Schools has been helping to make sure young carers don’t miss out on an education.
Cowley International College, Ashurst Primary and Parish C of E Primary School are leading the way in supporting young carers in their schools.
These schools are the first in St Helens to have been awarded the Young Carers in Schools Bronze Award from The Carers Trust.
Young carers are responsible for providing emotional, practical or physical care to a parent, sibling or other family member who has a physical disability, mental health illness or an addiction to drugs or alcohol.
Young carers undertake caring tasks that would normally be expected of an adult including personal care, administering medication, cooking and cleaning.
Ann-Marie Leather, Young Carer School Involvement Officer at St Helens Young Carers Centre said: “In achieving the Bronze Award, these schools have fully demonstrated that they support young carers in many ways.
“They have identified a dedicated member of staff to offer support, provided homework clubs and drop-in sessions. Vital information about how to identify young carers is also made available to all school staff. “School noticeboards and their webpage let all students and their families know where to go if they need help.”
St Helens Young Carers Centre supports both primary and secondary schools to achieve this award; the centre currently support over 550 children aged
six to 18 years.
It is predicted that there could be a further 2000 children in St Helens who are caring in silence. That’s one in 12 secondary school age children who may be unrecognised and unsupported young carers.
Mr Cameron Sheeran, Principal at Cowley International College said: “We are beyond delighted that Cowley is the first secondary school in St Helens to achieve the Young Carers in Schools Bronze Award.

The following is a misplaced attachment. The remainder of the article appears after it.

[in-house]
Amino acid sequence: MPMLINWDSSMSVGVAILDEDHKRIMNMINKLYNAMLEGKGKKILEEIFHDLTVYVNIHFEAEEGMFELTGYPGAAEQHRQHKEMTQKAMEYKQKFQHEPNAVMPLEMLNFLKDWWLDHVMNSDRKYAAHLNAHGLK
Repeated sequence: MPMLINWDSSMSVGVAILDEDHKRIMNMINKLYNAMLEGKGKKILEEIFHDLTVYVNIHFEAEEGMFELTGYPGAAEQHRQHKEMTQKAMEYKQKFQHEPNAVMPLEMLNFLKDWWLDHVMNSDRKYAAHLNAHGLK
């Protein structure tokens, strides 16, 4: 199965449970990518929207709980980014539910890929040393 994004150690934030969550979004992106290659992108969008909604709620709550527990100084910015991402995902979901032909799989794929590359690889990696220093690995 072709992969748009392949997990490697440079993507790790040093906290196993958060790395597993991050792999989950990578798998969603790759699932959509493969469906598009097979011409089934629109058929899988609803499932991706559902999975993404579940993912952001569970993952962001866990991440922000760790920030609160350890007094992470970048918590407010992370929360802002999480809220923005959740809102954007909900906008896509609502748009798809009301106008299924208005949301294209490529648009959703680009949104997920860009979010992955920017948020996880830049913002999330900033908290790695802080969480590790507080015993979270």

“To achieve such a worthwhile award in only nine months is down to the outstanding support we have received from St Helens Young Carers Centre and The Carers Trust.”
The Young Carers in Schools programme helps primary and secondary schools improve outcomes for young carers and celebrates good practice through the
Young Carers in Schools Award. Ofsted’s Common Inspection Framework states that inspectors will look at how well schools support young carers.
Recent research carried out by Carers Trust and The Children’s Society shows that, on average, young carers miss or cut short 48 school days a year and often have lower levels of self-confidence, mental wellbeing and significantly lower educational attainment at GCSE level, because of their caring role.
Ashurst Primary’s Chair of Governors, Paul Murphy-Wade said: “It can be difficult for young carers to come forward for help, just as it can be difficult for staff to identify them in a busy classroom.
“So Ashurst has taken a whole school approach to raising awareness in special assemblies and classroom lessons with the St Helens Young Carers Centre. Every child with extra responsibilities at home knows how they can be supported and how to balance this with ordinary school life.”
Deputy Head teacher and Health and Wellbeing Governor for Parish Primary, Mark Thomas said: “At Parish School we very much appreciate the enormous hurdles that many of our children face in their daily lives.
“Some of our children live in domestic situations in which they need to care for an older brother, or younger sister, or even a parent. Such children carry an enormous responsibility – as without them, families may struggle to lead the normal lives that the rest of us take for granted.
“As a school, it is our duty to support such Young Carers, to give them advice and to offer a listening ear. We fully embrace the Carers Trust
Charter to all Young Carers and uphold its aims, objectives and aspirations.
“In doing so, we fully acknowledge the outstanding contribution that many of our children make to building and maintaining successful families.”